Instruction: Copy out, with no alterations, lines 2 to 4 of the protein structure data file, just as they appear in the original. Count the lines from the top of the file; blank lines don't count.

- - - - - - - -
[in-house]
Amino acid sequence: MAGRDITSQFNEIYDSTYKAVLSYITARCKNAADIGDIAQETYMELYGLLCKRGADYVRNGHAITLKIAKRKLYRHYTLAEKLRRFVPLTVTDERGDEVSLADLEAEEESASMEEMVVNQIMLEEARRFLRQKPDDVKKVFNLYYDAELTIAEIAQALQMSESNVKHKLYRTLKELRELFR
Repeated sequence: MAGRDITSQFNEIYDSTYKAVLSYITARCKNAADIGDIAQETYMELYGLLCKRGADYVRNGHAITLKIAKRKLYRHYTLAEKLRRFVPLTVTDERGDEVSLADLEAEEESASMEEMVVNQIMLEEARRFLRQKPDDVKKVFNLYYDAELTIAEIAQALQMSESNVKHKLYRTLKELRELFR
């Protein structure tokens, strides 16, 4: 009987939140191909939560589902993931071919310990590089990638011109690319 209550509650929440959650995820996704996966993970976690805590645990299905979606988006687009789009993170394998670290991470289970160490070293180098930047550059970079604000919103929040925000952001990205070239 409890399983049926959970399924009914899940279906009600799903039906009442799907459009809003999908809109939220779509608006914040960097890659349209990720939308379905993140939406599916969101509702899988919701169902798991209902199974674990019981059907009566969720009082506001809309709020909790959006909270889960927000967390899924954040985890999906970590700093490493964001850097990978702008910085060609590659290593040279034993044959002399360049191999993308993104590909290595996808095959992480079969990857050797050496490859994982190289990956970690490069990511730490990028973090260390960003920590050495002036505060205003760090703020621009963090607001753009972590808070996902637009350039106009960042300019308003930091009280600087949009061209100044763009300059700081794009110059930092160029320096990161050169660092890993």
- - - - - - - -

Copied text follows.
Amino acid sequence: MAGRDITSQFNEIYDSTYKAVLSYITARCKNAADIGDIAQETYMELYGLLCKRGADYVRNGHAITLKIAKRKLYRHYTLAEKLRRFVPLTVTDERGDEVSLADLEAEEESASMEEMVVNQIMLEEARRFLRQKPDDVKKVFNLYYDAELTIAEIAQALQMSESNVKHKLYRTLKELRELFR
Repeated sequence: MAGRDITSQFNEIYDSTYKAVLSYITARCKNAADIGDIAQETYMELYGLLCKRGADYVRNGHAITLKIAKRKLYRHYTLAEKLRRFVPLTVTDERGDEVSLADLEAEEESASMEEMVVNQIMLEEARRFLRQKPDDVKKVFNLYYDAELTIAEIAQALQMSESNVKHKLYRTLKELRELFR
């Protein structure tokens, strides 16, 4: 009987939140191909939560589902993931071919310990590089990638011109690319 209550509650929440959650995820996704996966993970976690805590645990299905979606988006687009789009993170394998670290991470289970160490070293180098930047550059970079604000919103929040925000952001990205070239 409890399983049926959970399924009914899940279906009600799903039906009442799907459009809003999908809109939220779509608006914040960097890659349209990720939308379905993140939406599916969101509702899988919701169902798991209902199974674990019981059907009566969720009082506001809309709020909790959006909270889960927000967390899924954040985890999906970590700093490493964001850097990978702008910085060609590659290593040279034993044959002399360049191999993308993104590909290595996808095959992480079969990857050797050496490859994982190289990956970690490069990511730490990028973090260390960003920590050495002036505060205003760090703020621009963090607001753009972590808070996902637009350039106009960042300019308003930091009280600087949009061209100044763009300059700081794009110059930092160029320096990161050169660092890993």